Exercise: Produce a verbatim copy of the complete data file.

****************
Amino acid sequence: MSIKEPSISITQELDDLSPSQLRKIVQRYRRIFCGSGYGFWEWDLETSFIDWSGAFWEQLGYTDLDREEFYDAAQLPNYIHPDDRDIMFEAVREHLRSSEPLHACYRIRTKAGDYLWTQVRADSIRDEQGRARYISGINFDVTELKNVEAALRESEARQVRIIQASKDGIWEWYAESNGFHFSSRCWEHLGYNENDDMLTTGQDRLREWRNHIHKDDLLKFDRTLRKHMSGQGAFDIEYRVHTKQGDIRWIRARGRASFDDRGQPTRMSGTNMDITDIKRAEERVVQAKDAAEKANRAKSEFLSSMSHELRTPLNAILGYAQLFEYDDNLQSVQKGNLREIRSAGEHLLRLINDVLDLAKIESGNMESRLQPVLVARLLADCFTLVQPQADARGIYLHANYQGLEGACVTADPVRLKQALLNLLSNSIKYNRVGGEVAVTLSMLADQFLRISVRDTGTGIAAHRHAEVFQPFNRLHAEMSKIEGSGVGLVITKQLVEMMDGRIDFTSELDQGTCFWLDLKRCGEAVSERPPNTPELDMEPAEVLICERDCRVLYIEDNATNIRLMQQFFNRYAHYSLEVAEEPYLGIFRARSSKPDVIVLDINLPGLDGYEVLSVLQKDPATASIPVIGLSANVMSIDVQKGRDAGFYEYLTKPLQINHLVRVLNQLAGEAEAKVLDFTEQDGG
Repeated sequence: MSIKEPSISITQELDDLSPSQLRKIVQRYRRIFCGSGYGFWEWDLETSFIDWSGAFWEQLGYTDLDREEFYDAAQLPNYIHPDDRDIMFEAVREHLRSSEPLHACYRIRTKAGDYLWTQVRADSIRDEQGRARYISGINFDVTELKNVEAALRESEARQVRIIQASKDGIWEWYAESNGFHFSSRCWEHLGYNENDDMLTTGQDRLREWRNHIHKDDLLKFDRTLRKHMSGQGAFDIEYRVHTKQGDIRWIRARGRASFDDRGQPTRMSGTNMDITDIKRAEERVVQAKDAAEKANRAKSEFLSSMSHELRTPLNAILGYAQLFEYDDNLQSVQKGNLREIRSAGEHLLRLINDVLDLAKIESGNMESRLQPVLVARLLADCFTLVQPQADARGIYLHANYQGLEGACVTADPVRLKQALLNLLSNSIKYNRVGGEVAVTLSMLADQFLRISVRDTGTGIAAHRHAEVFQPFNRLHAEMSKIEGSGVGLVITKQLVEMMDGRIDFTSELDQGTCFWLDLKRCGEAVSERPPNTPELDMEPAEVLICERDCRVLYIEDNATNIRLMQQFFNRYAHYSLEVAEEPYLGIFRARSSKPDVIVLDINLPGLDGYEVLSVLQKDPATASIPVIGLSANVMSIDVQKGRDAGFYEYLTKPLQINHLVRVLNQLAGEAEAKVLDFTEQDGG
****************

Amino acid sequence: MSIKEPSISITQELDDLSPSQLRKIVQRYRRIFCGSGYGFWEWDLETSFIDWSGAFWEQLGYTDLDREEFYDAAQLPNYIHPDDRDIMFEAVREHLRSSEPLHACYRIRTKAGDYLWTQVRADSIRDEQGRARYISGINFDVTELKNVEAALRESEARQVRIIQASKDGIWEWYAESNGFHFSSRCWEHLGYNENDDMLTTGQDRLREWRNHIHKDDLLKFDRTLRKHMSGQGAFDIEYRVHTKQGDIRWIRARGRASFDDRGQPTRMSGTNMDITDIKRAEERVVQAKDAAEKANRAKSEFLSSMSHELRTPLNAILGYAQLFEYDDNLQSVQKGNLREIRSAGEHLLRLINDVLDLAKIESGNMESRLQPVLVARLLADCFTLVQPQADARGIYLHANYQGLEGACVTADPVRLKQALLNLLSNSIKYNRVGGEVAVTLSMLADQFLRISVRDTGTGIAAHRHAEVFQPFNRLHAEMSKIEGSGVGLVITKQLVEMMDGRIDFTSELDQGTCFWLDLKRCGEAVSERPPNTPELDMEPAEVLICERDCRVLYIEDNATNIRLMQQFFNRYAHYSLEVAEEPYLGIFRARSSKPDVIVLDINLPGLDGYEVLSVLQKDPATASIPVIGLSANVMSIDVQKGRDAGFYEYLTKPLQINHLVRVLNQLAGEAEAKVLDFTEQDGG
Repeated sequence: MSIKEPSISITQELDDLSPSQLRKIVQRYRRIFCGSGYGFWEWDLETSFIDWSGAFWEQLGYTDLDREEFYDAAQLPNYIHPDDRDIMFEAVREHLRSSEPLHACYRIRTKAGDYLWTQVRADSIRDEQGRARYISGINFDVTELKNVEAALRESEARQVRIIQASKDGIWEWYAESNGFHFSSRCWEHLGYNENDDMLTTGQDRLREWRNHIHKDDLLKFDRTLRKHMSGQGAFDIEYRVHTKQGDIRWIRARGRASFDDRGQPTRMSGTNMDITDIKRAEERVVQAKDAAEKANRAKSEFLSSMSHELRTPLNAILGYAQLFEYDDNLQSVQKGNLREIRSAGEHLLRLINDVLDLAKIESGNMESRLQPVLVARLLADCFTLVQPQADARGIYLHANYQGLEGACVTADPVRLKQALLNLLSNSIKYNRVGGEVAVTLSMLADQFLRISVRDTGTGIAAHRHAEVFQPFNRLHAEMSKIEGSGVGLVITKQLVEMMDGRIDFTSELDQGTCFWLDLKRCGEAVSERPPNTPELDMEPAEVLICERDCRVLYIEDNATNIRLMQQFFNRYAHYSLEVAEEPYLGIFRARSSKPDVIVLDINLPGLDGYEVLSVLQKDPATASIPVIGLSANVMSIDVQKGRDAGFYEYLTKPLQINHLVRVLNQLAGEAEAKVLDFTEQDGG